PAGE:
I have been wanting to switch my entire nutrition towards eating “real food” for some time now. I would to seriously limit processed foods, and limit sugars, grains, dairy, alcohol, and gluten as much as possible. In order to begin eating this way, I was thinking about completing the Whole 30 program as my sister had glowing remarks about how much better she felt after completing it. I am interested in this “resetting” process or “cleanse” as I see it, but I just think it’s too hard with a family in which I am the main meal preparer. My husband did offer to help more with meal preparation, which I appreciated, but I am hesitant. Not only do I get really anxious having someone else in the kitchen helping with meal prep, I really want the entire family to also adopt eating real food, but I don’t feel it’s fair since we are already a vegetarian family within the home. The children are allowed to eat meat outside of the home. I just won’t prepare it in our home. Friends and family might be thinking, “how could she possibly limit the children’s variety of kid friendly food than she already has?!!” But, it is possible.  I know that I feel better when I eat real food, and I also notice a huge difference in my son’s behavior and how he feels when he eats a diet richer in real food. He has more energy, less stomachaches, less tantrums when he is tired. Yes, kids can burn off the calories of all the “kid friendly food” such as donuts, macaroni and cheese, hot dogs, pasta, chicken tenders, french fries, but it’s not about them gaining weight or being out of shape. It’s about them feeling good inside (their stomachs…..they, too, experience gassiness or bloating that us adults do) and learning healthy eating habits at an early age. I personally would prefer it if restaurants got rid of children’s menus so that my children would order off the adult menu. The chefs could make the meals “kid sized” or we could take home the leftovers. I am sick of the restaurants that only offer hot dogs, mac and cheese, hamburger, pizza, and chicken tenders. Thankfully more restaurants are adding healthier side options such as applesauce, carrots, and broccoli instead of just pairing the main kid meal with FRENCH FRIES! But I digress…..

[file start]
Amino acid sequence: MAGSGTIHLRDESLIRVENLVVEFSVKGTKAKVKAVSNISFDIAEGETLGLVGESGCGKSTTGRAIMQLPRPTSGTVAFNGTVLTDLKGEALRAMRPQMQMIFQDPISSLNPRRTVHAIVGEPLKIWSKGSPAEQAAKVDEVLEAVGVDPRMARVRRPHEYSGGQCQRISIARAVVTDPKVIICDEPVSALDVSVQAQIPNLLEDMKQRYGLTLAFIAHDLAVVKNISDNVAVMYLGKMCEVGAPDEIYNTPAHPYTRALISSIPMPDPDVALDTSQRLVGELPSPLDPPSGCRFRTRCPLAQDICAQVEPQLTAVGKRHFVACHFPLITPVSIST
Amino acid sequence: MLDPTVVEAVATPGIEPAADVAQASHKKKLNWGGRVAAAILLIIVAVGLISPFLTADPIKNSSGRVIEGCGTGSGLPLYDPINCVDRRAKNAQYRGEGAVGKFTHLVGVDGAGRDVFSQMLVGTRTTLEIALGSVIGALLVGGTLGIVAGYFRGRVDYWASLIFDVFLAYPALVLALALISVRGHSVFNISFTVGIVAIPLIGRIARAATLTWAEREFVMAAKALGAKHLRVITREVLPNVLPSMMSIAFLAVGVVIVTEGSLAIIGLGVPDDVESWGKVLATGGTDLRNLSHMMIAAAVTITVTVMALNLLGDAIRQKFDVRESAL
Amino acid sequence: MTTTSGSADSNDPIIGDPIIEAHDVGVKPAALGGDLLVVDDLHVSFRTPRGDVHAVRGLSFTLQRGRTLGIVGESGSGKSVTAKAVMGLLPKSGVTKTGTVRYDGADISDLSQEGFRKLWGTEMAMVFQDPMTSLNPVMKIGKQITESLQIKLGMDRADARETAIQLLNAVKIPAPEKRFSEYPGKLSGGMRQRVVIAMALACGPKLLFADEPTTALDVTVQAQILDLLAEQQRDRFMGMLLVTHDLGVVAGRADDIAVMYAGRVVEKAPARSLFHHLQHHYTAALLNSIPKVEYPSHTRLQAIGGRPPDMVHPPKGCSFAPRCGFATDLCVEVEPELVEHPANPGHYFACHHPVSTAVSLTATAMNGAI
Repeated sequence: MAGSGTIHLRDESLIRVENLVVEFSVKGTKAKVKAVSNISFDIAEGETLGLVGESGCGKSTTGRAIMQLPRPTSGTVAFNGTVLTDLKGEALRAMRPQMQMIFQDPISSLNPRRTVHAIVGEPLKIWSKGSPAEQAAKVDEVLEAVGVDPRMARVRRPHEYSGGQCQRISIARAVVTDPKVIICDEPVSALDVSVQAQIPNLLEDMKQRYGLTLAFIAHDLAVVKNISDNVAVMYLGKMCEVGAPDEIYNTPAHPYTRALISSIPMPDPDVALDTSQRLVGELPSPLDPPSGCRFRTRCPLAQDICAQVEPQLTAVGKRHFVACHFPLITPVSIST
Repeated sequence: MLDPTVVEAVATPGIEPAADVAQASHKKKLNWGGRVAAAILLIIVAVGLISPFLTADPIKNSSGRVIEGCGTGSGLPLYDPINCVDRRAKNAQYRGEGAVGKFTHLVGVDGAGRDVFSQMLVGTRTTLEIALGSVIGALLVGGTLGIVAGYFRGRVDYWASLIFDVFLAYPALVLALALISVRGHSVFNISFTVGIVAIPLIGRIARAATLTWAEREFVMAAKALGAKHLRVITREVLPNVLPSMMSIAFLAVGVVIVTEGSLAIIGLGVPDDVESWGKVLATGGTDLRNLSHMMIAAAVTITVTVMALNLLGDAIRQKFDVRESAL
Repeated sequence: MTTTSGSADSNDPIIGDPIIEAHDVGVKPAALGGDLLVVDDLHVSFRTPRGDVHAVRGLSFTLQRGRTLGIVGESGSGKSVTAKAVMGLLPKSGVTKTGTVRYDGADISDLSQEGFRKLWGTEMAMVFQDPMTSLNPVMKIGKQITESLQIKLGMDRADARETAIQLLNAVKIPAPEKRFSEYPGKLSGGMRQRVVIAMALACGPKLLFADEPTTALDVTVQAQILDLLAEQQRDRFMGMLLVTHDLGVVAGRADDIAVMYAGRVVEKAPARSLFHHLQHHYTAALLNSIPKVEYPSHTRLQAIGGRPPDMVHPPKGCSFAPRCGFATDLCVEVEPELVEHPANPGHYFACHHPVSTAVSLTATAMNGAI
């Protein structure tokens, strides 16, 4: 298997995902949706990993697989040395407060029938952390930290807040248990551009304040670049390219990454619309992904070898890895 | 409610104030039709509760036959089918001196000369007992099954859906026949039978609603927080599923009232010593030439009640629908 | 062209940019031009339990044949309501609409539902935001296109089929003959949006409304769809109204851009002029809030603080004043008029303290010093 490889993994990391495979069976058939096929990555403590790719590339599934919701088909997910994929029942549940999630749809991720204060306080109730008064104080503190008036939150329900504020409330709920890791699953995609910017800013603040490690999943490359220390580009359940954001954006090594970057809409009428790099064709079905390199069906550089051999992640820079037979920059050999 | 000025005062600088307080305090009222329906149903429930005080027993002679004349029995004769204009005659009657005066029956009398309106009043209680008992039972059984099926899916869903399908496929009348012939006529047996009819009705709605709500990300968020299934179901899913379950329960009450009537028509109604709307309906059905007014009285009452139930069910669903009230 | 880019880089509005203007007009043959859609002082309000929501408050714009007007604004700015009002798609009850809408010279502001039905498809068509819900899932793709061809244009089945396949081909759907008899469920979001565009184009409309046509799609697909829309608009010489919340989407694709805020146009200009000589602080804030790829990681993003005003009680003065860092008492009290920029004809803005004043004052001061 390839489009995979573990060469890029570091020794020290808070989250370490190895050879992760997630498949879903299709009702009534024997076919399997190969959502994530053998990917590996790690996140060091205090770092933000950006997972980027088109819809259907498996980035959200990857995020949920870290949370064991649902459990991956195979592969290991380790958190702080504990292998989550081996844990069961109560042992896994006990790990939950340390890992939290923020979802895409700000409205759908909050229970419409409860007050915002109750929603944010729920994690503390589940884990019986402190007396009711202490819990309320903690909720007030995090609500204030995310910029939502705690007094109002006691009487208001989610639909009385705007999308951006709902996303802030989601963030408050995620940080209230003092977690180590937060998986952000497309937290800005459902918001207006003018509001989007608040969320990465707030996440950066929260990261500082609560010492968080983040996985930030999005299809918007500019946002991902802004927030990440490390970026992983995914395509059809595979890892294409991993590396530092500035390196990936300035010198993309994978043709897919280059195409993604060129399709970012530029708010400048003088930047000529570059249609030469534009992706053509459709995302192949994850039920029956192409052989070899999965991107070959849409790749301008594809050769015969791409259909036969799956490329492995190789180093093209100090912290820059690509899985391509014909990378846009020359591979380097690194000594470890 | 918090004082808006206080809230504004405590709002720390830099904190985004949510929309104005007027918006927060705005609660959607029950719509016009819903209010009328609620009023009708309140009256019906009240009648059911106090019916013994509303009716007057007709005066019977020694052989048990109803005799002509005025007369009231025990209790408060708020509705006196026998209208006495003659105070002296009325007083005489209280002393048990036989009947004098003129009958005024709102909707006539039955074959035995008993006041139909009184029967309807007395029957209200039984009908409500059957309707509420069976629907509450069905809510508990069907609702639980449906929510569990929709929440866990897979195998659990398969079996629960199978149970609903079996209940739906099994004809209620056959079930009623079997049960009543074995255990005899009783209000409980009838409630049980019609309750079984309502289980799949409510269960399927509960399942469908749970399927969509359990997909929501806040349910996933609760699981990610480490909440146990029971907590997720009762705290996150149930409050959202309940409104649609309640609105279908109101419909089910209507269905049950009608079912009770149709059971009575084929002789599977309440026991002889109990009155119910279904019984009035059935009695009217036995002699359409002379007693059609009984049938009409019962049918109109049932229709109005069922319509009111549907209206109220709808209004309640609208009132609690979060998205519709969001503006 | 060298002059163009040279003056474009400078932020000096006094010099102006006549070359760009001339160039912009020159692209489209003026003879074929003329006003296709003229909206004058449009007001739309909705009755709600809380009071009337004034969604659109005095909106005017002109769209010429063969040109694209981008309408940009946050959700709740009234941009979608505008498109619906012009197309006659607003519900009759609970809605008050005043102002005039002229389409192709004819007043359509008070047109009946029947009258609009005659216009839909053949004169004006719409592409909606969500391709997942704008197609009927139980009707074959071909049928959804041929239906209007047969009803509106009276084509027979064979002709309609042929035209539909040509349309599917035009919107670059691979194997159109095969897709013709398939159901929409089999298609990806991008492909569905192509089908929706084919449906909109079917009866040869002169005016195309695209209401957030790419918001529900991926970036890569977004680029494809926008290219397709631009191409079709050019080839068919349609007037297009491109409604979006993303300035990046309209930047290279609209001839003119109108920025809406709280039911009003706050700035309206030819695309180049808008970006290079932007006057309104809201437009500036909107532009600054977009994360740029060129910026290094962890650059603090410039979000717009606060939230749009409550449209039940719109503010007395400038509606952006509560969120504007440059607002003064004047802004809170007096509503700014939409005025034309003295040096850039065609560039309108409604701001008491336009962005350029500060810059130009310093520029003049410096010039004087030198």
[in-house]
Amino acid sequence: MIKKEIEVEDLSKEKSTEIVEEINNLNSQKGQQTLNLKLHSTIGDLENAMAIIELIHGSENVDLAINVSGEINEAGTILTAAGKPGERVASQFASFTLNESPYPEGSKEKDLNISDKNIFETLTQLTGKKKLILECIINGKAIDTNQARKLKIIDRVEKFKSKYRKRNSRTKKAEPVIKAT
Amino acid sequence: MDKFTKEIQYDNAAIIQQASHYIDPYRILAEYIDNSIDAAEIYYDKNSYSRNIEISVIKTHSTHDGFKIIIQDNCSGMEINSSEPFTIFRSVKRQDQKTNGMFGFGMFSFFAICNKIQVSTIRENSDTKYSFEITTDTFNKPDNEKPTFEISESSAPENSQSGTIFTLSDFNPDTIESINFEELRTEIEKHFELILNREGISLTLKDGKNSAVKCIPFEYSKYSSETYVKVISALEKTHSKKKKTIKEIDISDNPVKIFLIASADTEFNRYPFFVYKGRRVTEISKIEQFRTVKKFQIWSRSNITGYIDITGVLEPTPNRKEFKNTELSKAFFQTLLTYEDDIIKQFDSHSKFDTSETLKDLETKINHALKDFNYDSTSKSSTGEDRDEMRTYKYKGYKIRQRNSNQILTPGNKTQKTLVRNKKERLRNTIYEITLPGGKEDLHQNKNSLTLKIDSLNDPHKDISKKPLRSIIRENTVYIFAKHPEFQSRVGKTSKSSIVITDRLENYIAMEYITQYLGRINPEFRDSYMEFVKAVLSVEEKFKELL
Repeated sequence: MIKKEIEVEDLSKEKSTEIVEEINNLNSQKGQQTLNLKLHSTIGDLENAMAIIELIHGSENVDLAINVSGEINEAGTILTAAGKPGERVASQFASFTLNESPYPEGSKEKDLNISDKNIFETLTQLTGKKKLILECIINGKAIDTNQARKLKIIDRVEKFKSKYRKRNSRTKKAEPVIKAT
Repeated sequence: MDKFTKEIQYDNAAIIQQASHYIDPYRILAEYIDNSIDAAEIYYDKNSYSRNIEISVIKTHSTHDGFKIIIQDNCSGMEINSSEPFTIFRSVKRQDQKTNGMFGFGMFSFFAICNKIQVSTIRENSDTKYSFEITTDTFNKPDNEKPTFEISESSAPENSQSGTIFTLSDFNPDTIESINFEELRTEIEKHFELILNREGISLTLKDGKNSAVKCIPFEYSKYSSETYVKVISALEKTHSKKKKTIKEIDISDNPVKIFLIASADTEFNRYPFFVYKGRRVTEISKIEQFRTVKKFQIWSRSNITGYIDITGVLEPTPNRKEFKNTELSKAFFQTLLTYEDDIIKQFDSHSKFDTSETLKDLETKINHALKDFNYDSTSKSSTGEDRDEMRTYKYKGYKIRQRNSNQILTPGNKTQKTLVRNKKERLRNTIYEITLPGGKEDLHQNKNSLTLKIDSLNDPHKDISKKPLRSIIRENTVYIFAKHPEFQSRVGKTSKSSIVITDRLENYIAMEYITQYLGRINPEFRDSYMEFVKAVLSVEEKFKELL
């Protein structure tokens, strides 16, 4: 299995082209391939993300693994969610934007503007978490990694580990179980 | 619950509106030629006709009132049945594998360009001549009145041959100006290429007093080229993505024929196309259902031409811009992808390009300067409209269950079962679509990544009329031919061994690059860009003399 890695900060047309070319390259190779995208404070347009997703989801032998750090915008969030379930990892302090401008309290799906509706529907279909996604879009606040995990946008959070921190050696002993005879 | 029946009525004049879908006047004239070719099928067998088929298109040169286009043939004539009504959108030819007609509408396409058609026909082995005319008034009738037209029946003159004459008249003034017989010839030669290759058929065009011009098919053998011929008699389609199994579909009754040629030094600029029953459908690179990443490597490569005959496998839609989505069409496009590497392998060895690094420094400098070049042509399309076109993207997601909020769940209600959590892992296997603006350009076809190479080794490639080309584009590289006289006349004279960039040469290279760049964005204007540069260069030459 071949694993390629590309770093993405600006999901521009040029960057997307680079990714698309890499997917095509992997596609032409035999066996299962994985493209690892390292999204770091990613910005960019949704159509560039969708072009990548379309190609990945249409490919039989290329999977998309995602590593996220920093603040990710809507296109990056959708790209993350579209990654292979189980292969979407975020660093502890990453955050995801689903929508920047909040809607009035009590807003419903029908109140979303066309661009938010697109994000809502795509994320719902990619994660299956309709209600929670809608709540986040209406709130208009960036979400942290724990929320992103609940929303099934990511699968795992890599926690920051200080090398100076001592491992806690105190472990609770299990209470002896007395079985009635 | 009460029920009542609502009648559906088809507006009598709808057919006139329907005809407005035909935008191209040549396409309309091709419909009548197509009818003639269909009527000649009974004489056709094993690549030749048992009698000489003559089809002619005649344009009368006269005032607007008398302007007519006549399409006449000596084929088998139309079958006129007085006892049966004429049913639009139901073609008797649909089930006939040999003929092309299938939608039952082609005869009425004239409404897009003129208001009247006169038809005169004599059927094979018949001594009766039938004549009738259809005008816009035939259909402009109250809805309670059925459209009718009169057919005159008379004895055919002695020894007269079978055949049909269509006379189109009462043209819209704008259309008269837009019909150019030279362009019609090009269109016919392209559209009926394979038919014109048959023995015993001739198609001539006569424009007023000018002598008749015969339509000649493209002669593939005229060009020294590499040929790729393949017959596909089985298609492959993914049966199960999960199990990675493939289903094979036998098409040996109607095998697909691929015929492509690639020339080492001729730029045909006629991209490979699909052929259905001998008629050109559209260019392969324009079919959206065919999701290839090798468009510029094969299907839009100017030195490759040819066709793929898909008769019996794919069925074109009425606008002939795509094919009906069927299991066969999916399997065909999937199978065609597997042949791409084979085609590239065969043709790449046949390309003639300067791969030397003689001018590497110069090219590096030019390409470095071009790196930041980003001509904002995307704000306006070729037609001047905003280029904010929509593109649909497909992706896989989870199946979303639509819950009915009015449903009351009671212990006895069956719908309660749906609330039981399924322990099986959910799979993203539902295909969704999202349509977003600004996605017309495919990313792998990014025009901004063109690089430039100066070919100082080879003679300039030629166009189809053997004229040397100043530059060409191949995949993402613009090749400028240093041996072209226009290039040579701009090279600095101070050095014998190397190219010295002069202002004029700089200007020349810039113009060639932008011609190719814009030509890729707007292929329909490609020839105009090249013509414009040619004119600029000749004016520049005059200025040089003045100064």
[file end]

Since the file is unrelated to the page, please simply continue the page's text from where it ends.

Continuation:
We have been in Florida for a week. Vacation mode meant a lot of eating out. Wine. Beer. Dessert. I figured it’s a good time to start over since our fridge and pantry are almost completely bare and therefore, have to go grocery shopping. But first I need to have some sort of meal plan in mind before I shop. I have spent the better part of the day pouring over websites such as Whole 30 and 100 Days of Real Food, and other blogs and sites trying to get meal ideas that the whole family would enjoy. But it is so  hard and time consuming. Besides unpacking and cooking lunch and dinner, I literally have been sitting at my computer since we got home around 2 pm and it is now 10 pm. I plan on transitioning slowly to give everyone time to adjust. I also don’t plan on committing to this nutrition lifestyle 100%, but there are some definite changes that need to be made. Of course it will take more work on my part since real food definitely takes more prep work. I hate meal planning!